Assumed knowledge depends on subject areas chosen. Some units of study assume a level of knowledge of the subject area.

Fee disclaimer

Domestic students

Indicative Undergraduate Student Contribution Amount

This student contribution amount for a Commonwealth Supported Place is an indication only of the fees that are payable by you in the calendar year you commence your course, commencing in 2014 for a standard annual full time load of 48 credit points (1.0 EFTSL). The exact student contribution that you pay will depend on the specific units of study in which you ultimately enrol. If you are a Commonwealth supported student and was enrolled in a University course before 1 January 2013 your student contribution may differ.

For further information about how to calculate your specific total student contribution, please refer to the University's Future Students' website.

Annual review

Importantly, student contribution amounts are subject to annual review by the University, and are likely to increase each year of your period of study (subject to a Commonwealth specified cap), effective at the start of each calendar year.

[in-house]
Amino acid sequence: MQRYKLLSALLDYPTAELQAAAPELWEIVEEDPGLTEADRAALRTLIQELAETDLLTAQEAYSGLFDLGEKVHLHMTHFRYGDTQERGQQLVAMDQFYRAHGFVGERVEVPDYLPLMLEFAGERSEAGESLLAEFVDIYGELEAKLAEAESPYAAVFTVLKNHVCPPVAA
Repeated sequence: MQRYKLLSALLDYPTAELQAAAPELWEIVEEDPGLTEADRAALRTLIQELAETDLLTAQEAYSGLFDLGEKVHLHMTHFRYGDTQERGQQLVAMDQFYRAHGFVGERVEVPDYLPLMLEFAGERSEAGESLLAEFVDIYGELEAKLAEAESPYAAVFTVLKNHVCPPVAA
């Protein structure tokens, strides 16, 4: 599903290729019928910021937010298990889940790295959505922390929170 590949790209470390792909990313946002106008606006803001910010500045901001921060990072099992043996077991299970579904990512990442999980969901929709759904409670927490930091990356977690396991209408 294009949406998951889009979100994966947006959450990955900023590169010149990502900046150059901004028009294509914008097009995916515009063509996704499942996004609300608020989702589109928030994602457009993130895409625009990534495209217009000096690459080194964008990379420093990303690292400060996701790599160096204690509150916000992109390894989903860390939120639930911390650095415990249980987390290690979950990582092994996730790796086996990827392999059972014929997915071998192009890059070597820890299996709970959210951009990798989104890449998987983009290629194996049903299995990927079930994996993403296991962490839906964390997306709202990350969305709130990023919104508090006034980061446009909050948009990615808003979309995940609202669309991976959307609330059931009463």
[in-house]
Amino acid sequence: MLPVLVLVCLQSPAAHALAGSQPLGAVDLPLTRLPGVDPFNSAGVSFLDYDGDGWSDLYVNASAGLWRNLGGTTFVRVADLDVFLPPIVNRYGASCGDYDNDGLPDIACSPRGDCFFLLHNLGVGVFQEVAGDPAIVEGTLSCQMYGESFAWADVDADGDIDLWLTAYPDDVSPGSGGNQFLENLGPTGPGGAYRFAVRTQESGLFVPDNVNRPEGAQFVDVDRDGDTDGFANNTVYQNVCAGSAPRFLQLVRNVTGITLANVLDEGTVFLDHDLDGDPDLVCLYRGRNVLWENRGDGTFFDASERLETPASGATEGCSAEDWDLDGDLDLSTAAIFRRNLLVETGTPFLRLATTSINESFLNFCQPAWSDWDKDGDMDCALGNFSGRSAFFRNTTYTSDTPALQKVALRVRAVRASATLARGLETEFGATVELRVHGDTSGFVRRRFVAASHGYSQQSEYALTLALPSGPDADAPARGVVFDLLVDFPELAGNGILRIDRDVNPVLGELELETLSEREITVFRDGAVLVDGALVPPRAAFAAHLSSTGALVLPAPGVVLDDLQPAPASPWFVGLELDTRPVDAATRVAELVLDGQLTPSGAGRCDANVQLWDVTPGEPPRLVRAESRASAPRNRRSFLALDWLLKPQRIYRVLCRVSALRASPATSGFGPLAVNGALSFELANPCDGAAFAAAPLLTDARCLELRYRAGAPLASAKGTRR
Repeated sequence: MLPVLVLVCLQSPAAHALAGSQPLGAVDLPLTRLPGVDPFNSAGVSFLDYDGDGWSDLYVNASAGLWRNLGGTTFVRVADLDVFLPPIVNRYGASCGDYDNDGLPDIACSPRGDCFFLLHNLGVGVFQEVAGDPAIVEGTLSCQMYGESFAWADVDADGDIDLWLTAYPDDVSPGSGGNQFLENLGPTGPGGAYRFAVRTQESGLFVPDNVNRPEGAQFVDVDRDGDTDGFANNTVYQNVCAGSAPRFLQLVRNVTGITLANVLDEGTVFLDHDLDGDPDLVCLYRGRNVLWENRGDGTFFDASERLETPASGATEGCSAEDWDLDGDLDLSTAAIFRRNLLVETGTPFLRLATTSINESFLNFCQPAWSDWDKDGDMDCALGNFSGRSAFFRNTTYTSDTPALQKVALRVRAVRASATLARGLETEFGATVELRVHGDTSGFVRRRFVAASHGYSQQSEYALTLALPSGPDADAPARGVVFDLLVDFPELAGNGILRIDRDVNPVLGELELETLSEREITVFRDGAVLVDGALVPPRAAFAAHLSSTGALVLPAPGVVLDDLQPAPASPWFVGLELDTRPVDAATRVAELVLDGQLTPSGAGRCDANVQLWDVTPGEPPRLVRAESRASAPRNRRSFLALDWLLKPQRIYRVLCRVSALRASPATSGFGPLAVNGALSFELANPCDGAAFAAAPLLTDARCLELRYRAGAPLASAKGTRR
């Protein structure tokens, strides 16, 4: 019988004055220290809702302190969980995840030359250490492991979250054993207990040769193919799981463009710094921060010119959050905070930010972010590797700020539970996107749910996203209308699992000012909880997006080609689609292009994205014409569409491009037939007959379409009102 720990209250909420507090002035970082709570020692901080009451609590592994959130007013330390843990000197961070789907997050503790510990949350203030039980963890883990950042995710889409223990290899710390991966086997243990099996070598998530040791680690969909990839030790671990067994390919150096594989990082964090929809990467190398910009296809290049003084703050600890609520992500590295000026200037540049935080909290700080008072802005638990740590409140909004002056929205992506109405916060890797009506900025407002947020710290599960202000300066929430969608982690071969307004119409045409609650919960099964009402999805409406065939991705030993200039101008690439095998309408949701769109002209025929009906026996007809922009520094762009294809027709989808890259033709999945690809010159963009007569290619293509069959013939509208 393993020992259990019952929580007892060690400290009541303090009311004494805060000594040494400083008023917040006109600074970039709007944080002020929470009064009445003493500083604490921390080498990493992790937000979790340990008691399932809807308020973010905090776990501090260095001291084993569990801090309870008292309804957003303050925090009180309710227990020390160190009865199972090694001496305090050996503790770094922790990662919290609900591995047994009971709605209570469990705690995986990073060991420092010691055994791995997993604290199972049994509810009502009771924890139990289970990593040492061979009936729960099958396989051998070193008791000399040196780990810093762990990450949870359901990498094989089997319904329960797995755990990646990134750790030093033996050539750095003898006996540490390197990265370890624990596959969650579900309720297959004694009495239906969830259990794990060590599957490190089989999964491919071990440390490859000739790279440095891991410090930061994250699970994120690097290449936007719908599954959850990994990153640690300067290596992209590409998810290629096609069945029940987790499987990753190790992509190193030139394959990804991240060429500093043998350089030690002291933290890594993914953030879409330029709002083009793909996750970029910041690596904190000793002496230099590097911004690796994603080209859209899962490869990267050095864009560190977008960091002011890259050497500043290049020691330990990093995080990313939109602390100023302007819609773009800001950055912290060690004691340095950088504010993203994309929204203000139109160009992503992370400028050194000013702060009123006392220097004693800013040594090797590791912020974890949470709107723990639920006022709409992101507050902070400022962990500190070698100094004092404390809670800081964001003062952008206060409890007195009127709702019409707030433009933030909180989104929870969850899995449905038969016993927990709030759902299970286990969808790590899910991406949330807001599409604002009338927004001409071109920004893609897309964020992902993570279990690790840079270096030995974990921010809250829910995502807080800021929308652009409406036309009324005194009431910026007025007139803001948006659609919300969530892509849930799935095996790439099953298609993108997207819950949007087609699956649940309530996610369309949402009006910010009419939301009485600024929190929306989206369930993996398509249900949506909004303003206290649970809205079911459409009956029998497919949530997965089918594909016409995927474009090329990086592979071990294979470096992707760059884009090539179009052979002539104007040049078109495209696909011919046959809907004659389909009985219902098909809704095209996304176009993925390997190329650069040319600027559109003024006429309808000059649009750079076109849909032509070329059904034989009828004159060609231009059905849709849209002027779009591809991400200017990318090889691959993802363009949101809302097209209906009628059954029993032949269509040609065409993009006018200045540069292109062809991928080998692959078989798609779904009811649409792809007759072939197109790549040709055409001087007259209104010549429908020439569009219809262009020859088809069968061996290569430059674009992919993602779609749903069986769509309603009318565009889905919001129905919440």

Additional incidental fees

For some courses there are incidental fees additional to the student contribution. Some of those fees are significant, for example, faculty-specific materials, tools, protected clothing, and equipment. For further information about these additional incidental fees, please visit the University's Future Students' website.

Potential for inaccuracy

Whilst every reasonable effort has been made to include correct and up to date information here, you are also advised to consult directly with the Student Centre for domestic students or the International Office for international students so that they can provide you with specific and up to date information about those fees.

International students

Indicative international tuition fees for undergraduate students